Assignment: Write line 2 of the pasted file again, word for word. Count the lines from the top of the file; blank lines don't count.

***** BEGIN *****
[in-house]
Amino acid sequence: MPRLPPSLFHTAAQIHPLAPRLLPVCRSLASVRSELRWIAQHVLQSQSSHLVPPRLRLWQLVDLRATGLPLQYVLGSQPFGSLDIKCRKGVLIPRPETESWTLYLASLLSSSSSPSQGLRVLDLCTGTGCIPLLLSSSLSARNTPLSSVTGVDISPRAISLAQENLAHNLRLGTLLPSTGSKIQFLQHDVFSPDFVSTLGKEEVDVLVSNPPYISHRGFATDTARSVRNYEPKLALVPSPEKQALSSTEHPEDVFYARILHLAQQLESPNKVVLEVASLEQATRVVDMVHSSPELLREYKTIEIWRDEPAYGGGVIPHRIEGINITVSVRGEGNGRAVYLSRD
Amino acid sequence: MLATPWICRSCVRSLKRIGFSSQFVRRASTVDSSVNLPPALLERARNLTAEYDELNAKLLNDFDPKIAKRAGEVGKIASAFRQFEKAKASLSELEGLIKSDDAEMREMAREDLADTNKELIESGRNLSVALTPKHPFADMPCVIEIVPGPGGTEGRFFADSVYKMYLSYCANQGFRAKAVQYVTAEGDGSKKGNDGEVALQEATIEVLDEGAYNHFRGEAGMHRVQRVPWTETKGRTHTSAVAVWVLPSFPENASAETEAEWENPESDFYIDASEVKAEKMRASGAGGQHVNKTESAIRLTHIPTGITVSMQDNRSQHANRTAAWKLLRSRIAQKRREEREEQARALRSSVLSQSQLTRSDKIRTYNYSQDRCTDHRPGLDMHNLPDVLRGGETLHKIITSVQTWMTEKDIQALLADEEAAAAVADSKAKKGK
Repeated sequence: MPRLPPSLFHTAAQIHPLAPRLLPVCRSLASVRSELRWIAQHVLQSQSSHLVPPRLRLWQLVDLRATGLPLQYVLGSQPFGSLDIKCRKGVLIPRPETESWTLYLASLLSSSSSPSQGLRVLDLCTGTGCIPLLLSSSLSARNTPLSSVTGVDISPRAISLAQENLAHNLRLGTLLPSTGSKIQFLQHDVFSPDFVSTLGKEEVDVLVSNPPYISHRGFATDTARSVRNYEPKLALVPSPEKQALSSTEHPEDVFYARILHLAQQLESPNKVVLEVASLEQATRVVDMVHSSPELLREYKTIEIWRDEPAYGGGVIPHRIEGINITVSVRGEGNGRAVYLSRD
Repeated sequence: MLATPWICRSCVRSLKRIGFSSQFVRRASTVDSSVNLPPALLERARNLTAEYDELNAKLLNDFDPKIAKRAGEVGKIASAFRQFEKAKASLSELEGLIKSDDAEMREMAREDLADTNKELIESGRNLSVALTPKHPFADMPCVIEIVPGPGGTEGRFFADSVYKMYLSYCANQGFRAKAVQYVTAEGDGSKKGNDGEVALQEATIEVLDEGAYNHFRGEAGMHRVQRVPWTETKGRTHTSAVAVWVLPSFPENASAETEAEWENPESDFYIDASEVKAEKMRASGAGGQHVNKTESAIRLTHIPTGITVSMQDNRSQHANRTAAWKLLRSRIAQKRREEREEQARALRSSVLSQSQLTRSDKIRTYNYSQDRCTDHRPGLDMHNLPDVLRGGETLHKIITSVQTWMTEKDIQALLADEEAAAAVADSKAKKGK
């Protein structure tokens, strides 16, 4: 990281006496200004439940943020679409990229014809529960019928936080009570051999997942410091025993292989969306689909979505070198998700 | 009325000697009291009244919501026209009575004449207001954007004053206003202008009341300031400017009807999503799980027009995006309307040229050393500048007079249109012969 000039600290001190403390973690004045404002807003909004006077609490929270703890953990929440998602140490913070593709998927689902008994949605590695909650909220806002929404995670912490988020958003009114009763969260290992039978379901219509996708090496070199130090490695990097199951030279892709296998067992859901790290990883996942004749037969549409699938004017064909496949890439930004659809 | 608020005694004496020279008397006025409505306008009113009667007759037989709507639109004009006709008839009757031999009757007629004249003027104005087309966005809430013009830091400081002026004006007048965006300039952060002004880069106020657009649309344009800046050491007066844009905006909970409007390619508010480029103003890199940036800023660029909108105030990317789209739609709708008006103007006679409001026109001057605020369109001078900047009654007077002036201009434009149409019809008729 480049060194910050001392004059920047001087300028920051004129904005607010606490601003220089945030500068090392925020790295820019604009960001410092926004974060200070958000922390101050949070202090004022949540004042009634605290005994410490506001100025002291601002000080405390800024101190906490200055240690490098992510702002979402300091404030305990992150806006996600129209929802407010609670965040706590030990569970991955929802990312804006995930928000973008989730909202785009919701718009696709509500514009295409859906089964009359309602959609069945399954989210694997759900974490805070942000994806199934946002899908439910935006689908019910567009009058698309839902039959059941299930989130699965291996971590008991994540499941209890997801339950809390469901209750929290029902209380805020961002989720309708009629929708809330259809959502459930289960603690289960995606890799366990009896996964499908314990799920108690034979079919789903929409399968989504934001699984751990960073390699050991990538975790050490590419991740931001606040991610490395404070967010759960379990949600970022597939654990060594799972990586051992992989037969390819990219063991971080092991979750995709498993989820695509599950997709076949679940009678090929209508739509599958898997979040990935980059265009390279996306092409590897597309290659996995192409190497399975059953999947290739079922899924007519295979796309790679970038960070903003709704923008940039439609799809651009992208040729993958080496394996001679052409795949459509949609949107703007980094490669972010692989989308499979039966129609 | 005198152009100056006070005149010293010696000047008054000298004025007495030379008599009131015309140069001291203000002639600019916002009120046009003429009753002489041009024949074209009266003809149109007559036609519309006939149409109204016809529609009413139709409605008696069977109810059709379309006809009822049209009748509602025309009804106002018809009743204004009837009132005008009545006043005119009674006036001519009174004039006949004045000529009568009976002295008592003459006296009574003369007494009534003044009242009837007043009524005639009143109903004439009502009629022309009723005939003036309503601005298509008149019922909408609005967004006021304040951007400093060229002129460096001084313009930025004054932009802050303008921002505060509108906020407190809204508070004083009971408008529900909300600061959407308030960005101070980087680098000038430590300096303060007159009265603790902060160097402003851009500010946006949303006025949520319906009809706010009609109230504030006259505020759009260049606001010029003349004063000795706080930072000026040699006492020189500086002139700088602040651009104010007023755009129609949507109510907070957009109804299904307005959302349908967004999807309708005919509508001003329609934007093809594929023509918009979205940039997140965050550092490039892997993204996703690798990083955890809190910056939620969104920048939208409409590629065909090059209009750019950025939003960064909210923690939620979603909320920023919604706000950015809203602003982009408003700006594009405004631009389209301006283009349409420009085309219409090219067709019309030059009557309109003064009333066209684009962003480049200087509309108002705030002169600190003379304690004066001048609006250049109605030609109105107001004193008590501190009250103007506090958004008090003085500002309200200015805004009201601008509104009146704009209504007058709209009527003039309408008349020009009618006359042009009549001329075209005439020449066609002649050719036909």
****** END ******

Amino acid sequence: MPRLPPSLFHTAAQIHPLAPRLLPVCRSLASVRSELRWIAQHVLQSQSSHLVPPRLRLWQLVDLRATGLPLQYVLGSQPFGSLDIKCRKGVLIPRPETESWTLYLASLLSSSSSPSQGLRVLDLCTGTGCIPLLLSSSLSARNTPLSSVTGVDISPRAISLAQENLAHNLRLGTLLPSTGSKIQFLQHDVFSPDFVSTLGKEEVDVLVSNPPYISHRGFATDTARSVRNYEPKLALVPSPEKQALSSTEHPEDVFYARILHLAQQLESPNKVVLEVASLEQATRVVDMVHSSPELLREYKTIEIWRDEPAYGGGVIPHRIEGINITVSVRGEGNGRAVYLSRD